I wanted this diorama to be visually compelling from any angle, not just from the front. That meant serious detailing of the interiors: flooring, beds, tables, bathroom fixtures, etc. I scratchbuilt a refrigerated meat display case and shelving for the butcher shop; magazine shelves for the tobacco shop; file cabinets with open drawers and schedule board for the second floor "Boschert Buro"; and miniature scale building plans and file cabinets for the architect's office. The interior wall of the church was detailed with Verlinden's self-adhesive "marble" paper and stained glass windows, and additional woodwork made from plastic card.
One of the most challenging aspects was building the staircase for the corner house, which led both to the second floor as well as down to the basement, from which the captured German soldiers emerge. The second floor was a good place to put Verlinden's bathroom furniture set (#946), and set the stage for an interesting confrontation between one of the GI's and a sniper.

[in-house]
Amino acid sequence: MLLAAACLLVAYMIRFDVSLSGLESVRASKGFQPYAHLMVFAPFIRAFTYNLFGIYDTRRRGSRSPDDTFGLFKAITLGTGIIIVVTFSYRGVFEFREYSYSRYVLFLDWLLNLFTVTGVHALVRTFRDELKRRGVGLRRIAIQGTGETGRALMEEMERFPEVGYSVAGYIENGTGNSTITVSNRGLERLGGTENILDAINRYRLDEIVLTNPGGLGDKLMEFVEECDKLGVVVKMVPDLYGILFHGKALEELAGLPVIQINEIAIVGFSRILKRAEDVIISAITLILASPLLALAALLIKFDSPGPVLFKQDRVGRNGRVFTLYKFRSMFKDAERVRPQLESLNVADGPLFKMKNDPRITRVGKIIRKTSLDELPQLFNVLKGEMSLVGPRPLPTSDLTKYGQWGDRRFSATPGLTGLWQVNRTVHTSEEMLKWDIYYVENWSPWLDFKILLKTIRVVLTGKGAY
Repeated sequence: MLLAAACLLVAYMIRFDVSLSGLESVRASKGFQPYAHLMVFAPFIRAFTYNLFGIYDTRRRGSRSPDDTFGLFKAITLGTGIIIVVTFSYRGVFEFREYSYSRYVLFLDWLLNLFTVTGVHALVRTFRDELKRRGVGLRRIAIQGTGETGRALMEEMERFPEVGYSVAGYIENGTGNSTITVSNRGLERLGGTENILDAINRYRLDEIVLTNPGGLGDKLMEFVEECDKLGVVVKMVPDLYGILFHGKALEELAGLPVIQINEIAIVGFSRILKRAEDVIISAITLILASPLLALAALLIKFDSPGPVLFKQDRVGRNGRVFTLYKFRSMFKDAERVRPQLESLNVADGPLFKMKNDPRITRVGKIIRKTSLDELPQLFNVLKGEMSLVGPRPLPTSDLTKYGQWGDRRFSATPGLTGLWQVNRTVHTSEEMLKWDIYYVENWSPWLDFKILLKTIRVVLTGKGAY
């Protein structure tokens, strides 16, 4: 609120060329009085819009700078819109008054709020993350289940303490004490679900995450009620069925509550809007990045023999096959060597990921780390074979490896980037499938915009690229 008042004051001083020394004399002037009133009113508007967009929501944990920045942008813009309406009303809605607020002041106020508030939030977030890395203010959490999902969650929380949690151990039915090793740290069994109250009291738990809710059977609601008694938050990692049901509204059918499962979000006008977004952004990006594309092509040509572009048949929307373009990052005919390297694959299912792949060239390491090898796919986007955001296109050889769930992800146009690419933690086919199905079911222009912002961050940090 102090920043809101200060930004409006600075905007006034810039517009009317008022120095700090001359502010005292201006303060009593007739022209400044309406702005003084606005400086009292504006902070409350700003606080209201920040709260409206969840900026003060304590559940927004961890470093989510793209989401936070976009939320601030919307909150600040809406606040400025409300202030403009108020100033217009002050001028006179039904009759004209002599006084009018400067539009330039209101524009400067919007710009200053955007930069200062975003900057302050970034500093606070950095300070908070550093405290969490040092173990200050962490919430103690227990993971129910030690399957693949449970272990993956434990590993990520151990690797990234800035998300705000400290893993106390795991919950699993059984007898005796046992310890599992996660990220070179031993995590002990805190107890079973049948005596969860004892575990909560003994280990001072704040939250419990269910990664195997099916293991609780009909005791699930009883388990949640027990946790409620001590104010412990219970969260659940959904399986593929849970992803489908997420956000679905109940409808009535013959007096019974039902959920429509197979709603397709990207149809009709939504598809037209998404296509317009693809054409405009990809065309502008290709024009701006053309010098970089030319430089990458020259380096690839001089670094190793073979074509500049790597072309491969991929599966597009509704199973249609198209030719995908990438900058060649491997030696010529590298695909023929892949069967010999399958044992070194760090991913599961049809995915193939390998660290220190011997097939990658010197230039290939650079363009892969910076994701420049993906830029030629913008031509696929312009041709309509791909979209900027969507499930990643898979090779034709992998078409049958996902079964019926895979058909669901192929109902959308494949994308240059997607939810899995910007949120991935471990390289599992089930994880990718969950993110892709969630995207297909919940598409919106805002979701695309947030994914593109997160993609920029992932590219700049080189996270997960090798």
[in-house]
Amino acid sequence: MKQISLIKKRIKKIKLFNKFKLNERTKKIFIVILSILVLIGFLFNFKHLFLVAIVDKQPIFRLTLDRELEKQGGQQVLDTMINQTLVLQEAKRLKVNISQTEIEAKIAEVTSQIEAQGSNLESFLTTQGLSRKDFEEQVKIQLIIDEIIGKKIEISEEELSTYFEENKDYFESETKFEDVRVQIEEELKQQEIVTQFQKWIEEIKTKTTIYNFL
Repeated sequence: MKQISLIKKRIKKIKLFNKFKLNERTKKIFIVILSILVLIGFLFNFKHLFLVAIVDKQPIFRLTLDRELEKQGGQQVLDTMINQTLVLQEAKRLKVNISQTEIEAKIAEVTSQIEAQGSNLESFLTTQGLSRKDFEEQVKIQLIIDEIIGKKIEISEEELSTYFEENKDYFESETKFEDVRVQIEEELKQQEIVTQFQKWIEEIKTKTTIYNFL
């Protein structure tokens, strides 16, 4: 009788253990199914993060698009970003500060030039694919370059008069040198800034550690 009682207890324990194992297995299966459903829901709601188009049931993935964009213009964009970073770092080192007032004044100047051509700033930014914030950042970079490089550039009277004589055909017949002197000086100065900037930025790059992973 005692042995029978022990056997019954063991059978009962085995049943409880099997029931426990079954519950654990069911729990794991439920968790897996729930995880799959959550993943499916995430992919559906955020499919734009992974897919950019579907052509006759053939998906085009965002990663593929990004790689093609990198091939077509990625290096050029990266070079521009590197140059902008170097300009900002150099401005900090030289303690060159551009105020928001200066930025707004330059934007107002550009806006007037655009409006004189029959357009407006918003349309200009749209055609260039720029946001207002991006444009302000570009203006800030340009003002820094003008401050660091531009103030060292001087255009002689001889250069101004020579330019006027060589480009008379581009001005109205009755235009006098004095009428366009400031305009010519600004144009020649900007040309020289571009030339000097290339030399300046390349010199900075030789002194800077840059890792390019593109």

There's a considerable amount of work involved dressing these buildings. While the two Verlinden city houses came with resin window frames, both the frames and the window openings had to be cleaned up so they would mate correctly. Other windows had to be framed and trimmed with plastic stock. Curtains came from Hudson & Allen, as did several pieces of exposed plumbing.
the buildings were demolished, it was necessary to create the attendant debris:
rubble of brick, stone, joists, beams and flooring. I build several broken sections
of wall, with framing, lathe, and plaster, and similar representations of destroyed